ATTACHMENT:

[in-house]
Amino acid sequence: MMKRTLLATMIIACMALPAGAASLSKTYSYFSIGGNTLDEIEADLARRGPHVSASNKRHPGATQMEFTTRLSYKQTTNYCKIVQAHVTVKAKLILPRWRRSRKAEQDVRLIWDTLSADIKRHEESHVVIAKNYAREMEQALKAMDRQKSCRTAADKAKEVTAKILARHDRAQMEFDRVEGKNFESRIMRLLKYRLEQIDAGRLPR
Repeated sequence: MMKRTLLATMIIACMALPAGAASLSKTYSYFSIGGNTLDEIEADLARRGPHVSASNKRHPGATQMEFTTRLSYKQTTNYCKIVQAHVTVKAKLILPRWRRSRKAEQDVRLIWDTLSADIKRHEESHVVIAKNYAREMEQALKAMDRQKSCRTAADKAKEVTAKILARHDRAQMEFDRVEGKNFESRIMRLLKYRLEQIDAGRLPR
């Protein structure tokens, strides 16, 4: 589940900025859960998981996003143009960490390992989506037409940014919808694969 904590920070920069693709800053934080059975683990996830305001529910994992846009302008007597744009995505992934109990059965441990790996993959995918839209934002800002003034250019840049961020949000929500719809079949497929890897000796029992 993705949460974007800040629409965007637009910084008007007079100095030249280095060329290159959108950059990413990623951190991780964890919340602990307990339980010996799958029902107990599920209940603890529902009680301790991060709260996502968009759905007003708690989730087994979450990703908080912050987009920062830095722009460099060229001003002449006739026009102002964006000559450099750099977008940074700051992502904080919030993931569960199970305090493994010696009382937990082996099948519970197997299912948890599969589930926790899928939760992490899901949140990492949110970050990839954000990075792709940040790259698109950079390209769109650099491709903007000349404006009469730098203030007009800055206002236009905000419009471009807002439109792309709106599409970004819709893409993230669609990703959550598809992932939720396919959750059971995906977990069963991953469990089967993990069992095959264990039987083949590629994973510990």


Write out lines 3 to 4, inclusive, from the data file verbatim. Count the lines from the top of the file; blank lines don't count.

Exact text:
Repeated sequence: MMKRTLLATMIIACMALPAGAASLSKTYSYFSIGGNTLDEIEADLARRGPHVSASNKRHPGATQMEFTTRLSYKQTTNYCKIVQAHVTVKAKLILPRWRRSRKAEQDVRLIWDTLSADIKRHEESHVVIAKNYAREMEQALKAMDRQKSCRTAADKAKEVTAKILARHDRAQMEFDRVEGKNFESRIMRLLKYRLEQIDAGRLPR
């Protein structure tokens, strides 16, 4: 589940900025859960998981996003143009960490390992989506037409940014919808694969 904590920070920069693709800053934080059975683990996830305001529910994992846009302008007597744009995505992934109990059965441990790996993959995918839209934002800002003034250019840049961020949000929500719809079949497929890897000796029992 993705949460974007800040629409965007637009910084008007007079100095030249280095060329290159959108950059990413990623951190991780964890919340602990307990339980010996799958029902107990599920209940603890529902009680301790991060709260996502968009759905007003708690989730087994979450990703908080912050987009920062830095722009460099060229001003002449006739026009102002964006000559450099750099977008940074700051992502904080919030993931569960199970305090493994010696009382937990082996099948519970197997299912948890599969589930926790899928939760992490899901949140990492949110970050990839954000990075792709940040790259698109950079390209769109650099491709903007000349404006009469730098203030007009800055206002236009905000419009471009807002439109792309709106599409970004819709893409993230669609990703959550598809992932939720396919959750059971995906977990069963991953469990089967993990069992095959264990039987083949590629994973510990």